The White House agreed Friday to allow CNN reporter Jim Acosta back in after a judge ruled that the star journalist was improperly banned following a testy exchange at a press conference with President Donald Trump.
Trump spokeswoman Sarah Sanders said "in response to the court, we will temporarily reinstate the reporter's hard pass."
But she left open the possibility of seeking to remove Acosta's access later and said new rules would be imposed "to ensure fair and orderly press conferences."
Trump said that "rules and regulations" were being drafted to govern such gatherings, where the president or his representatives often accuse journalists -- Acosta in particular -- of being overly hostile.
"We have to practice decorum. We want total freedom of the press," Trump told reporters, adding later in an interview with Fox News: "If he misbehaves, we'll throw him out."
In fact, Trump himself frequently speaks harshly to reporters, for example last week telling another CNN correspondent several times that her question was "stupid."
He also routinely describes journalists he does not approve of, and the media in general, as "enemies of the people."
- Free speech rights -
Acosta often aggressively questions the White House on its attitude toward journalists and has been criticized even by some in the media for becoming part of the story he is meant to be covering.
On November 7, the day he was stripped of his pass, Acosta had riled Trump by refusing to give up the microphone at a news conference when he considered that Trump was evading his question.
Trump responded by branding Acosta a "rude, terrible person."
CNN cast the controversy as a question of free speech, which is protected under the constitution's first amendment.
In his ruling Friday, Judge Timothy Kelly stressed that he had only found the procedure for expelling Acosta illegal and that free speech did not enter the equation.
"I want to be very clear that I have not determined that the First Amendment was violated," he said in the Washington courtroom, adding that further hearings would be held on that aspect.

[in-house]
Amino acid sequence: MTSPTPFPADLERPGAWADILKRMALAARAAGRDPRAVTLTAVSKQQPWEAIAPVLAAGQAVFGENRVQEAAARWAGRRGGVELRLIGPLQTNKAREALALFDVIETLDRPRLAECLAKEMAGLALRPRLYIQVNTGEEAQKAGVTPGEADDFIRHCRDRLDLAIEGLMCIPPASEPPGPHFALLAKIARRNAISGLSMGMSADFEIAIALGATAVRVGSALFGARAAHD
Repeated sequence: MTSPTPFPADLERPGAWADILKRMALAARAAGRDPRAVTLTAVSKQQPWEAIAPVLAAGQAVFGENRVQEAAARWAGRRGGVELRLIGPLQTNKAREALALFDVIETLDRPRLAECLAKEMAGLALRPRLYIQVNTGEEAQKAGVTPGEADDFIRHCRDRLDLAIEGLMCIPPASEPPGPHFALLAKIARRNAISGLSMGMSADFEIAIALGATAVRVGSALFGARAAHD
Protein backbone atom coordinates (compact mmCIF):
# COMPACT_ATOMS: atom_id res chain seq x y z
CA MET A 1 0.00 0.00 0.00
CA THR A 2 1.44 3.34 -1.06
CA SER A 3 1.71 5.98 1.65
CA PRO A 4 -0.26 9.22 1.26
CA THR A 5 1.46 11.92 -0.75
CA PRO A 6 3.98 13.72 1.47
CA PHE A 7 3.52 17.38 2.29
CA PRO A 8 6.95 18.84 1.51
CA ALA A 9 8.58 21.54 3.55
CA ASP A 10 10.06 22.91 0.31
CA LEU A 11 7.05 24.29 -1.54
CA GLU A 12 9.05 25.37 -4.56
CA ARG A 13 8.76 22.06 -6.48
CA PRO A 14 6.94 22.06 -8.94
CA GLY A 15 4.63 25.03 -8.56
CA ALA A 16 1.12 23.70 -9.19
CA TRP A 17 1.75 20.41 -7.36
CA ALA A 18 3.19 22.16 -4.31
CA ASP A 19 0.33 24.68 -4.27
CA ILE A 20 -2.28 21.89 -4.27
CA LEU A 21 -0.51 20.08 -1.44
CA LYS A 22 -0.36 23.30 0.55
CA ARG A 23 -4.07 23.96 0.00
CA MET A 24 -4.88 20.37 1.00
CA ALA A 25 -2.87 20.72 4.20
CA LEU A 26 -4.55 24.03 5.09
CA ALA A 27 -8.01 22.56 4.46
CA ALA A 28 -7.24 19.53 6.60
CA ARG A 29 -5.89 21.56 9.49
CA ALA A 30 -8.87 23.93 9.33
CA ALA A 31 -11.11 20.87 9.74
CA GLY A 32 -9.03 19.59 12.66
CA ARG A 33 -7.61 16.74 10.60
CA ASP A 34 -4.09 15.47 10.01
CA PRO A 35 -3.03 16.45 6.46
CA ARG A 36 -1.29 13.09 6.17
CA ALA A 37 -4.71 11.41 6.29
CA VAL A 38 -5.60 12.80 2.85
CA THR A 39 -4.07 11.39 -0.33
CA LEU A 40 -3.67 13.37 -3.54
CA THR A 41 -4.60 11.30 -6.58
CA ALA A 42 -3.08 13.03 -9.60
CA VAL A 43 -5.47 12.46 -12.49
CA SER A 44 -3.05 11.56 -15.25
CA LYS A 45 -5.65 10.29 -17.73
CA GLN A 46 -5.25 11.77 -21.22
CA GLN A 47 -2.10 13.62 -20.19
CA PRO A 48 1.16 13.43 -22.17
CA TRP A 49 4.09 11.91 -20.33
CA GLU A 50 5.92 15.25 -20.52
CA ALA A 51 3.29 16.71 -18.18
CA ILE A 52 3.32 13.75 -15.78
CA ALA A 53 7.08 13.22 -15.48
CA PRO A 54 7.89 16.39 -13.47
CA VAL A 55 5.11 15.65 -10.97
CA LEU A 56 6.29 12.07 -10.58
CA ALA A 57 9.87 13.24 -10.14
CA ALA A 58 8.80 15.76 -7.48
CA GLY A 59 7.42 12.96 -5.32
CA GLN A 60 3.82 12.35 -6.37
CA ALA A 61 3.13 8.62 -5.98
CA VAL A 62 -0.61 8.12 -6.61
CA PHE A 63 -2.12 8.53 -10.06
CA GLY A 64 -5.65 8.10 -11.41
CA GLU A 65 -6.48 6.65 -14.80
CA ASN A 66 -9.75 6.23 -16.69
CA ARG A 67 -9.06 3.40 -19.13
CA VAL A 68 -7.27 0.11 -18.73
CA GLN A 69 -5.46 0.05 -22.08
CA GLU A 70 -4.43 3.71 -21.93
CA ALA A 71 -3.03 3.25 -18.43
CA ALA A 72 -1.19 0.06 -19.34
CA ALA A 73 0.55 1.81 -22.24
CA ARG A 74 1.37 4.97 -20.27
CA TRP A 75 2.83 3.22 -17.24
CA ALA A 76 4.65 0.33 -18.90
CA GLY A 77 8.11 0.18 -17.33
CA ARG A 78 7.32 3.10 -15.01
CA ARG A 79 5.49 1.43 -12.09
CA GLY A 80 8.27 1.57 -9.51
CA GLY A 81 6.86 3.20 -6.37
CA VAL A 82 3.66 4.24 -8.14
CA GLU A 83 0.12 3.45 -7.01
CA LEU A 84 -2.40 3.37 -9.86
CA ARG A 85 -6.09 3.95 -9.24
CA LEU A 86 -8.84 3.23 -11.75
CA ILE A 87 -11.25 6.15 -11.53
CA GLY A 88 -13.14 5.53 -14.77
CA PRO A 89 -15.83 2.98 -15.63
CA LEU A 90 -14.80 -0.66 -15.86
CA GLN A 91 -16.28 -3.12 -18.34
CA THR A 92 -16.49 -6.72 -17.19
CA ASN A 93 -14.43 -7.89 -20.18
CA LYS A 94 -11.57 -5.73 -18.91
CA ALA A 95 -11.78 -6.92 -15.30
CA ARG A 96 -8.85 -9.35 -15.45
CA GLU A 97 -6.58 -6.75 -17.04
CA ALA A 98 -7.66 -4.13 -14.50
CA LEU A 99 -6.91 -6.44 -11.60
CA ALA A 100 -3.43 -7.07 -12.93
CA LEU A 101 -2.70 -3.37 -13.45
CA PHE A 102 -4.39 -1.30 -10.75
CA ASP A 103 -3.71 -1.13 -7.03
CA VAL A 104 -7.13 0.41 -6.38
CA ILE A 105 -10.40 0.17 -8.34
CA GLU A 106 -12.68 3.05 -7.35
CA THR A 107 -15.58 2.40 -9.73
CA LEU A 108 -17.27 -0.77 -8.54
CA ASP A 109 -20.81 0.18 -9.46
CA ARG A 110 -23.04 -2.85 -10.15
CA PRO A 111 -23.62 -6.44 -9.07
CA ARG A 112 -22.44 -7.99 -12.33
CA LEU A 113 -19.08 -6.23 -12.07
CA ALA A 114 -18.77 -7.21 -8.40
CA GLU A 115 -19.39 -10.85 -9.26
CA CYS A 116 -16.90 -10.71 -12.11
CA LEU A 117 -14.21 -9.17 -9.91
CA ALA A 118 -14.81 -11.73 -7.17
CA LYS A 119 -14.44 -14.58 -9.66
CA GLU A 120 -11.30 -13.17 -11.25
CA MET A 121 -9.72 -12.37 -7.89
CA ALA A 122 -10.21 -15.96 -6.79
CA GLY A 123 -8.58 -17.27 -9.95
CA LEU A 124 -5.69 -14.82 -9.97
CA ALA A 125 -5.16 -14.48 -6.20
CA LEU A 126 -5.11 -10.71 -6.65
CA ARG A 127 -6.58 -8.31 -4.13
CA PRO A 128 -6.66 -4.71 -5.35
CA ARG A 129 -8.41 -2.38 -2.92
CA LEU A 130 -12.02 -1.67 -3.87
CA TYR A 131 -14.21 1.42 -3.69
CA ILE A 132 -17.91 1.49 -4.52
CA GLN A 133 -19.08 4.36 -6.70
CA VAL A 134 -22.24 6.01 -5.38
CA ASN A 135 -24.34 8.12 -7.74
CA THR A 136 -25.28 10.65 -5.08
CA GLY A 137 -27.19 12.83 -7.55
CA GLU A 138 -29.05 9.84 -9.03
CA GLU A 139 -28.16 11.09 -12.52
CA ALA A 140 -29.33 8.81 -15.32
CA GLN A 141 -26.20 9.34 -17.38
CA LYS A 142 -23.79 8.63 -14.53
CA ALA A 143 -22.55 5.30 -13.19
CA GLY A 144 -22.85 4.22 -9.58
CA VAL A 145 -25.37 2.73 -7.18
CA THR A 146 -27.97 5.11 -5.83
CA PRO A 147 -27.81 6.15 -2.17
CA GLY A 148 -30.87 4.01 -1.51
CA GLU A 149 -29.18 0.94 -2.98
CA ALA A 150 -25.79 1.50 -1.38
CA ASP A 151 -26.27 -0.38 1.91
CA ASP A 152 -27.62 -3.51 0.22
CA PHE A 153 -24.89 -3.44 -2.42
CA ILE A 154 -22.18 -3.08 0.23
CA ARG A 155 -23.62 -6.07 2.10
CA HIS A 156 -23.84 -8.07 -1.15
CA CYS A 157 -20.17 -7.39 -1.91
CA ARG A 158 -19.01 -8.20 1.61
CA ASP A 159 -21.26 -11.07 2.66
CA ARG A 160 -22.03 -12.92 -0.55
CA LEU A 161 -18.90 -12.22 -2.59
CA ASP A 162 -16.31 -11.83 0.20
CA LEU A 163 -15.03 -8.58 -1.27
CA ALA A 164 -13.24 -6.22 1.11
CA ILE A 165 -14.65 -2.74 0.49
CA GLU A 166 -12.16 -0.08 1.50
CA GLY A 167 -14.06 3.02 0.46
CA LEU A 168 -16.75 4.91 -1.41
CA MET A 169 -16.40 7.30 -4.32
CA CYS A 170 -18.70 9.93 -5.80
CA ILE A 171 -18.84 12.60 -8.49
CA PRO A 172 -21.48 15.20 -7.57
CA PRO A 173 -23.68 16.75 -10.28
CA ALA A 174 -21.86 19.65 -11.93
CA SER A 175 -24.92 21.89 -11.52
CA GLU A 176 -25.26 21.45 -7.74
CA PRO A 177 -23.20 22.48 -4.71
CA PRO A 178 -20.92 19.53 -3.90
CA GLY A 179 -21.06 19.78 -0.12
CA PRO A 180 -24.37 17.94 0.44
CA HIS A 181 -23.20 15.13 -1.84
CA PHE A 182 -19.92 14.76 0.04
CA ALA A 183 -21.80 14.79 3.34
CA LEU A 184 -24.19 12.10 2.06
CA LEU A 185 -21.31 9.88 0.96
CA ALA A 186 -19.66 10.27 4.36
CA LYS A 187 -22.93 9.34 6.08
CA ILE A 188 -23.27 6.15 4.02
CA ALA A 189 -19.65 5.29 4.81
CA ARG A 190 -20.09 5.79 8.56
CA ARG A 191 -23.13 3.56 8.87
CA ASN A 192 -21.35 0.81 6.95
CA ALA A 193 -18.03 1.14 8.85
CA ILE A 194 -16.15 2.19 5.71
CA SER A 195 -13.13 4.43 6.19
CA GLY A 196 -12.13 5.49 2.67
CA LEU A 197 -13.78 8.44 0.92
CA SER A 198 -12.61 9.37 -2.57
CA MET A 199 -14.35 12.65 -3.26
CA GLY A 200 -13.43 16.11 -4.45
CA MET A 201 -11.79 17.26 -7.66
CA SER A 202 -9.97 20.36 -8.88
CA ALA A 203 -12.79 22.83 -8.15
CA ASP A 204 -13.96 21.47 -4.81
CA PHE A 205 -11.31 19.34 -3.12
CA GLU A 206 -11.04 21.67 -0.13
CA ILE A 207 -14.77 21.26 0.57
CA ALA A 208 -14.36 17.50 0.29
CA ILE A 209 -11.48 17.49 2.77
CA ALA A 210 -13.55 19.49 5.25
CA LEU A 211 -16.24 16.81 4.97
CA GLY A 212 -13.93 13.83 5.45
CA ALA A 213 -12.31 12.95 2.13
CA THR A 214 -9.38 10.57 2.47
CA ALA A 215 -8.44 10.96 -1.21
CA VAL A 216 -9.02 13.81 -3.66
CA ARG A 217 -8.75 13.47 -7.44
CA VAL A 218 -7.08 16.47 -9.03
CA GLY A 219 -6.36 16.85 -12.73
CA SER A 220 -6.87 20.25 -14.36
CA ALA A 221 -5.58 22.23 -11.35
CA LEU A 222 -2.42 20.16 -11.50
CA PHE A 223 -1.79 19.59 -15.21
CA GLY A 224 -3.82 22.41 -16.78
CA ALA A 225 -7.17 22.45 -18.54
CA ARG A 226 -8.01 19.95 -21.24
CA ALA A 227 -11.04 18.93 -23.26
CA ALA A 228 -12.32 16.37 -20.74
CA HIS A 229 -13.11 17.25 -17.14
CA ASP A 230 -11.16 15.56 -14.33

The US Justice Department's lawyer, James Burnham, argued that Acosta had "disrupted" last week's news conference and that "there is no First Amendment right to access the White House."
However, major media outlets took up Acosta's cause. Tellingly, Trump's most friendly outlet, Fox News, joined the suit calling for Acosta's pass to be returned.
"We are gratified with this result and we look forward to a full resolution in the coming days," CNN said in a statement. "Our sincere thanks to all who have supported not just CNN, but a free, strong and independent American press."
Shortly after the ruling, Acosta returned to the White House, telling fellow journalists that "this was a test."
"Journalists need to know that their First Amendment rights are sacred," he said.
- Unity -
The spat over Acosta has prompted an unusually public show of unity between America's powerful media organizations.
Those backing CNN's court action included the Associated Press, Bloomberg, First Look Media Works, Gannett, the National Press Club Journalism Institute, NBC News, The New York Times, Politico, Press Freedom Defense Fund, EW Scripps Company, USA Today and The Washington Post.
"Whether the news of the day concerns national security, the economy or the environment, reporters covering the White House must remain free to ask questions," the media groups said in a joint statement.
After the judge's ruling, the White House Correspondents' Association president, Olivier Knox, cheered a decision that "made it clear that the White House cannot arbitrarily revoke a White House press pass."
"We thank all of the news outlets and individual reporters who stood up in recent days for the vital role a free and independent news media plays in our republic," he said.